Between accommodation and integration:
Comparing institutional arrangements for asylum-seekers

In 2015, Germany experienced an influx of migrants entering the country. As a result, German authorities became responsible for providing accommodation for three-quarters of a million people during the course of their respective asylum determination processes. The sheer logistics of accommodating this number of asylum-seekers represents an immense organizational and financial undertaking.

Federal, state and local authorities have responded by setting up a range of sites, structures (asylum-seekers’ housing centres or Flüchtlingsunterkünfte) and modes of asylum-seeker accommodation quickly, extensively and painstakingly. Especially at the local level, measures to provide accommodation have proceeded usually efficiently, often experimentally, sometimes ingeniously and typically with very mixed outcomes.

Despite mixed outcomes, as well as still-changing approaches among local authorities, most of the basic challenges of asylum-seeker accommodation have largely been met. Practically all asylum-seekers in Germany have been housed and provided for, however minimally or thoroughly. The nature of institutional arrangements during the phase of accommodation is decisive for structuring and conditioning ensuing processes of participation in society. Well-conceived, delivered and managed institutional arrangements set asylum-seekers on an accelerated and positive course of adaptation and participation in Germany; poorly-conceived, delivered and managed institutional arrangements place asylum-seekers at great disadvantage, putting the latter in structural positions that severely impede processes of participation and prospects. Social structures of difference are in many ways created and shaped by public institutions (from official classifications, laws and rights through bureaucracies, services and procedures). Processes determining the social organization of difference (Vertovec 2009) are especially relevant for asylum-seekers, whose social positions are not only ascertained by categories of difference like nationality, gender, religion and age, but importantly by legal status as well. At present, however, we lack adequate empirical research, analyses and theory concerning the ways public institutions, such as those involved in the accommodation of asylum-seekers, create, shape and reproduce new, specific and enduring social structures of difference.

Funded by the Volkswagen-Stiftung, a pilot project at the Max-Planck-Institute for the Study of Religious and Ethnic Diversity has examined these issues in numerous Flüchtlingsunterkünfte (asylum-seekers’ housing centers) in Göttingen in 2016. In addition to learning a great deal about variable institutional arrangements and their capacities for addressing asylum-seekers’ needs and aspirations, preliminary findings have underlined the key role that Betreiber (facility operators) play in accommodation and integration. Indeed, the team has found that the architectural structures, spaces and infrastructures at the Betreiber’s disposal, as well as the organizational modes, management strategies, experiences and competences of Betreiber are decisive for conditioning asylum-seekers’ social positions.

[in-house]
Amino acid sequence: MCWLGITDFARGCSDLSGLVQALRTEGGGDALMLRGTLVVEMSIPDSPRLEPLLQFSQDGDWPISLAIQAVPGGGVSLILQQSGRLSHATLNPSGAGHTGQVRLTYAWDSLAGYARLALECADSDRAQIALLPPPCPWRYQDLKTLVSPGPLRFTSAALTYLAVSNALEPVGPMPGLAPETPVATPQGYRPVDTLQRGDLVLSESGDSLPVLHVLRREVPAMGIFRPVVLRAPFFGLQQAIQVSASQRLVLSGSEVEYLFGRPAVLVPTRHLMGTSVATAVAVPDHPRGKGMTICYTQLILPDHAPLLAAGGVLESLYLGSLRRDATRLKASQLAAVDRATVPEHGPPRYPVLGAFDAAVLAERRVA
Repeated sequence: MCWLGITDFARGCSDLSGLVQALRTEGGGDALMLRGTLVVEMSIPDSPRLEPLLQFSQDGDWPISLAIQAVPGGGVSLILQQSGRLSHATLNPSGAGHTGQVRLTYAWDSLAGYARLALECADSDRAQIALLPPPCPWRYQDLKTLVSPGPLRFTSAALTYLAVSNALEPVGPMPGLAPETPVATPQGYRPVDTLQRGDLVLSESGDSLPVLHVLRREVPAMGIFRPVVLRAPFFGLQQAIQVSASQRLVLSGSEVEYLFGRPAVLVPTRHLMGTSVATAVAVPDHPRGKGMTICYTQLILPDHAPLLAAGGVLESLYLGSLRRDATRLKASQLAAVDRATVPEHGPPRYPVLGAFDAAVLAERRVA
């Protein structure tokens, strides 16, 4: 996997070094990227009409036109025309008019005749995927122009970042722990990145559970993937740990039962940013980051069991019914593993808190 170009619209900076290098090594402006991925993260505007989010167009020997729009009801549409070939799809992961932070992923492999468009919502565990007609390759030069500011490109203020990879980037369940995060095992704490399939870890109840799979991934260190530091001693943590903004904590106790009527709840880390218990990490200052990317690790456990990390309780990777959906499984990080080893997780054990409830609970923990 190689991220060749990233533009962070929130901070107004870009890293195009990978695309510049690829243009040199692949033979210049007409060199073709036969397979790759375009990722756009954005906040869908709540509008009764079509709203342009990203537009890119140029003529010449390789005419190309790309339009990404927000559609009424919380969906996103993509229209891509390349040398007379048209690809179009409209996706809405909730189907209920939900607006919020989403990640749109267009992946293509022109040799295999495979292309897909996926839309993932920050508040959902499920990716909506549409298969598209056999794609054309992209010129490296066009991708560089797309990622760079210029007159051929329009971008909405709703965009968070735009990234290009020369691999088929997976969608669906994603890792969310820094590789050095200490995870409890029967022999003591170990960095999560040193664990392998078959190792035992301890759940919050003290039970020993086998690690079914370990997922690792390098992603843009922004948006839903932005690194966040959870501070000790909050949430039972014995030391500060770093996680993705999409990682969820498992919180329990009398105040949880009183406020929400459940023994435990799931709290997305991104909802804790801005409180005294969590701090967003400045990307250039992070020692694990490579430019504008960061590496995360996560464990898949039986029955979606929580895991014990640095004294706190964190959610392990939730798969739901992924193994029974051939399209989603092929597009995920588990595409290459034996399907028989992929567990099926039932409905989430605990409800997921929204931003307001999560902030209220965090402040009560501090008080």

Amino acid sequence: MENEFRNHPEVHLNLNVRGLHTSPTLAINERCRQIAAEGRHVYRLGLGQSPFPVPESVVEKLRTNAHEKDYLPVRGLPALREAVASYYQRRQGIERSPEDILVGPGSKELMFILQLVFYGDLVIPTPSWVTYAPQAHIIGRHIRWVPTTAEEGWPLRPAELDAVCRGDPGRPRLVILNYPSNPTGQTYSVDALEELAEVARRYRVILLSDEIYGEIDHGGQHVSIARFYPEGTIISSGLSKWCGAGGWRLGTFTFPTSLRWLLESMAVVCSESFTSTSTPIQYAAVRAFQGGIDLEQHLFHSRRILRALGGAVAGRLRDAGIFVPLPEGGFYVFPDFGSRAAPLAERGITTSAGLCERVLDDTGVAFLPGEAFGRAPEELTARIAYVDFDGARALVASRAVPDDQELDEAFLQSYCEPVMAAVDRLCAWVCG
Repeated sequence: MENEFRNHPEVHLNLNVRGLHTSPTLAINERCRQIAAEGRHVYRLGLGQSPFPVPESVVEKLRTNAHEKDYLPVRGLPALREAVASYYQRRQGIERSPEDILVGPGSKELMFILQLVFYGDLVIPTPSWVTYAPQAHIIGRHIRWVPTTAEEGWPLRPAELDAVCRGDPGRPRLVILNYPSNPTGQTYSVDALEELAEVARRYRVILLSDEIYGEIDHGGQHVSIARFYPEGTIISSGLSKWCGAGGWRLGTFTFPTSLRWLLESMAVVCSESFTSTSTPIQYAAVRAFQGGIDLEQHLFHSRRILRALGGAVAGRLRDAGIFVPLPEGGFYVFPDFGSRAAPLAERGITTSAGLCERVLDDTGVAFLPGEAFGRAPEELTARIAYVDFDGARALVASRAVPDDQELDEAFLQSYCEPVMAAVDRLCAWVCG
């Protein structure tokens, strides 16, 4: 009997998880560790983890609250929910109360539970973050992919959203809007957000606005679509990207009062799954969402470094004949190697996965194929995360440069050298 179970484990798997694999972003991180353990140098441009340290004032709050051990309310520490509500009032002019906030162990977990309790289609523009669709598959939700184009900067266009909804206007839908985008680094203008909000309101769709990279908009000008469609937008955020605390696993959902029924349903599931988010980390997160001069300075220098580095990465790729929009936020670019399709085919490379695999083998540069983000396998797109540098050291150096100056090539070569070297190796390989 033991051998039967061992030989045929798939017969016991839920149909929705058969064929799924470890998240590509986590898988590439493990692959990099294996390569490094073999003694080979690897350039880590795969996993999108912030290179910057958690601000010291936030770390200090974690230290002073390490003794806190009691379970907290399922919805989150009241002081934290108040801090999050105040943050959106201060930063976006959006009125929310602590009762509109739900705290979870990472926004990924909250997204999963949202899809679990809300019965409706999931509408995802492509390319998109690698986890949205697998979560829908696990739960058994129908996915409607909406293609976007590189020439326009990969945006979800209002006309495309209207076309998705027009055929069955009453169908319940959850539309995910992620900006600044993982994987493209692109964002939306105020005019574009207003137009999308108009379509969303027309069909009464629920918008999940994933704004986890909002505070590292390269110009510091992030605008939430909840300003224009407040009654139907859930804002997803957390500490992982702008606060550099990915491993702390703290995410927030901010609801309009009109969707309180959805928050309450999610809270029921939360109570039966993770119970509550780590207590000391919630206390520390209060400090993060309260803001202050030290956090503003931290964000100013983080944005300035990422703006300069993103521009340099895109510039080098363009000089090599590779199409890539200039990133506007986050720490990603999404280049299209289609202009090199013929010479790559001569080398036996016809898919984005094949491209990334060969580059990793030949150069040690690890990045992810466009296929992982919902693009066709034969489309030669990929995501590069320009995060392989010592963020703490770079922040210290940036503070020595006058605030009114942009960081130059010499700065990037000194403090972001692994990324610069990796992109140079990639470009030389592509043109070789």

The new 2 year project, also funded by the Volkswagen-Stiftung, builds on the pilot project, extends the research themes and expands its scope to three cities within the same federal state for an inter-city comparison. It asks how different actors influence the configuration of institutional arrangements, how varying institutional arrangements effect asylum seekers trajectories and key modes of social positioning that result. Our core leading questions are as follows:

In Göttingen, Hannover and Wolfsburg,

  • What accounts for similarities and differences in asylum-seekers’ housing centers,
  • What are the critical roles and outcomes of differential facility operators in managing these,
  • How do varying institutional arrangements address the needs and aspirations of asylum-seekers,
  • What social positions ensue, and what prospects do these hold for asylum-seekers?

The fact that the research is implemented in one federal state is based on the fact that the three researched cities would:

  • be subject to the same government policies, guidelines and administration at the federal state level. This is especially important, since substantial differences exist between federal states and the way they choose to accommodate asylum-seekers;
  • have the same relationship to relevant administrative networks, namely the Niedersächsischer Städte-und Gemeindebund, Landesbeauftragte für Migration und Teilhabe des Landes Niedersachsen, Landesaufnahmebehörde, and Flüchtlingsrat; and
  • receive the same financial support for accommodation and integration of asylum-seekers which otherwise varies considerably across federal states.

The choice of the new project’s research contexts – Göttingen, Wolfsburg and Hannover – is methodologically strategic: the specific characteristics of these cities, their Flüchtlingsunterkünfte, Betreiber and patterns of institutional arrangement will serve to elucidate and explain the key factors that condition and determine distinctive accommodation outcomes.

Currently very little research involves the close examination of the context and process of accommodation, when various practices, frameworks and modes of resource management structurally position asylum-seekers and stifle or set in course their integration. Our current project addresses this critical gap. Consequently, we will be better able to conceive, analyze and theorize the nature and effects of social positioning among asylum-seekers in Germany.